A few months before Steven Sanchez moved to Columbia to play offensive tackle for Missouri, he didn’t know which conference the Tigers played in.
That’s one reason Sanchez doesn’t understand how he ended up at MU.
“It was kind of a weird situation how it went down,” Sanchez said.
Sanchez transferred to MU, his third school, in the summer of 2002. After 1½ seasons playing for the Tigers, Sanchez (6 feet 4, 305 pounds) has leapfrogged incumbent Scott Paffrath on the depth chart at strongside tackle.
“He’s started coming on last year, and he’s improving every week,” offensive line coach Dave Christensen said.
An Unsure History
In 1999, Sanchez redshirted at UCLA. He played backup center his redshirt freshman year, but he didn’t do much else.
“Right away I just didn’t go to class,” Sanchez said. “The tutors would call, and I’d make an excuse about why I couldn’t go.”
UCLA dismissed Sanchez from school after the fall semester of his second year. He considered ending his football career, but instead decided to return to his hometown of Visalia, Calif., and play at College of the Sequoias, a junior college.
Sanchez was All-Conference his second year at College of the Sequoias, but his team went 2-8. Christensen was the only representative from a Division I program to call Sanchez.
MU coaches saw videotapes of Sanchez playing and considered him one of their top prospects. Christensen said the quality of the junior college program doesn’t hurt a player’s recruiting status.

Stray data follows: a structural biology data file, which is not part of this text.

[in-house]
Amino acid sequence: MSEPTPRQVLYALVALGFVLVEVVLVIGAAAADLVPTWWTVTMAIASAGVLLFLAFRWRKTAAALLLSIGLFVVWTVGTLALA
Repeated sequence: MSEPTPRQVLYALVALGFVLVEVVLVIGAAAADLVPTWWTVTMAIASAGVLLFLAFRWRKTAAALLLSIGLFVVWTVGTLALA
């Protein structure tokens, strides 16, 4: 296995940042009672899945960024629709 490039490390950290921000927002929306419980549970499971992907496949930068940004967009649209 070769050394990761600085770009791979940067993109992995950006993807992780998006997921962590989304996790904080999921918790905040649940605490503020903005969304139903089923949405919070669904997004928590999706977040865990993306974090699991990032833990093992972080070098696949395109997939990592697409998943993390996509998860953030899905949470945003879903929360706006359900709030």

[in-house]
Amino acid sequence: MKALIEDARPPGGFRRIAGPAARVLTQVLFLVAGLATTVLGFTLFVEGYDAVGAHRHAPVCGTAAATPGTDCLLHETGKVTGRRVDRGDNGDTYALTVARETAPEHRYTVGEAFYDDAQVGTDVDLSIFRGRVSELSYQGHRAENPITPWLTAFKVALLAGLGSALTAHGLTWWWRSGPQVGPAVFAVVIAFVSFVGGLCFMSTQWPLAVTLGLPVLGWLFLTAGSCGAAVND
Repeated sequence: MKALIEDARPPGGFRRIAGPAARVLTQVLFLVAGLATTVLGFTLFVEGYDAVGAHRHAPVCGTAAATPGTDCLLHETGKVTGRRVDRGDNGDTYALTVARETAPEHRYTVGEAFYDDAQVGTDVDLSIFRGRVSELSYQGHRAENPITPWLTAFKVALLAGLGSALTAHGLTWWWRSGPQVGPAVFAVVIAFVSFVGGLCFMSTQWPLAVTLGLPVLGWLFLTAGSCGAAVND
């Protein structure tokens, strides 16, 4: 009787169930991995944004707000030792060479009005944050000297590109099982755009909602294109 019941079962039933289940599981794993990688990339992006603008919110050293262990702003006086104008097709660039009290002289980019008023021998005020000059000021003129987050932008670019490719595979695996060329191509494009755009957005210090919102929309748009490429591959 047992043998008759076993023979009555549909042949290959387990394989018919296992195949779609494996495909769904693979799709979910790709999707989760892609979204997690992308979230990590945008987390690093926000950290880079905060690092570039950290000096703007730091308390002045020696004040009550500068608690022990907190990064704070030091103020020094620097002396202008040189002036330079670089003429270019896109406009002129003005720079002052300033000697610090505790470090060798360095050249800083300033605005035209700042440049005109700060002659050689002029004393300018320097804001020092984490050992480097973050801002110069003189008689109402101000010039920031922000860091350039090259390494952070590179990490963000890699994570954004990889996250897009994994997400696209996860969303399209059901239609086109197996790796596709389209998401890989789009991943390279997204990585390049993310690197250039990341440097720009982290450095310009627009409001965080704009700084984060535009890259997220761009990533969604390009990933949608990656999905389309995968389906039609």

“The less they win, the less likely people are to go seek him out,” Christensen said. “So we’ve just got to search high and low for players. That’s how we found Steve.”
To earn his starting position, Sanchez graded out highly for several weeks and played consistently, Christensen said. During the Kansas game, Sanchez said he went 26 plays without making a mistake.
“Last year especially, I was just kind of concentrating on the assignment instead of just going out there and doing what I had to do,” Sanchez said. “Now, I feel comfortable with my assignment.”
Sanchez started his first game against Nebraska on Oct. 11. Although MU’s reputation hadn’t made it to California when Sanchez was growing up, Nebraska’s had, so the win against the Huskers was special for Sanchez.
“It was huge; the crowd was going crazy,” Sanchez said.
Personality Past Football
Outside of football, Sanchez is known for clowning around.
“I call him the ‘little jokester’ because he jokes around a lot,” guard Tony Palmer said. “He makes me laugh every time I see him. He just comes up with different jokes and stuff. Just saying ‘Steve’, it just cracks me up.
“But when it comes to football, he’s really into what he does. He makes sure he gets his job done and his assignment done.”
Palmer, a sophomore, also competes weekly for his starting spot with junior Joe Gianino. Palmer said it is beneficial for the offensive line to have Sanchez and Paffrath contend at tackle.
“You know that whoever’s in there, they’re going to give it everything they have,” Palmer said. “That’s what you want in there.”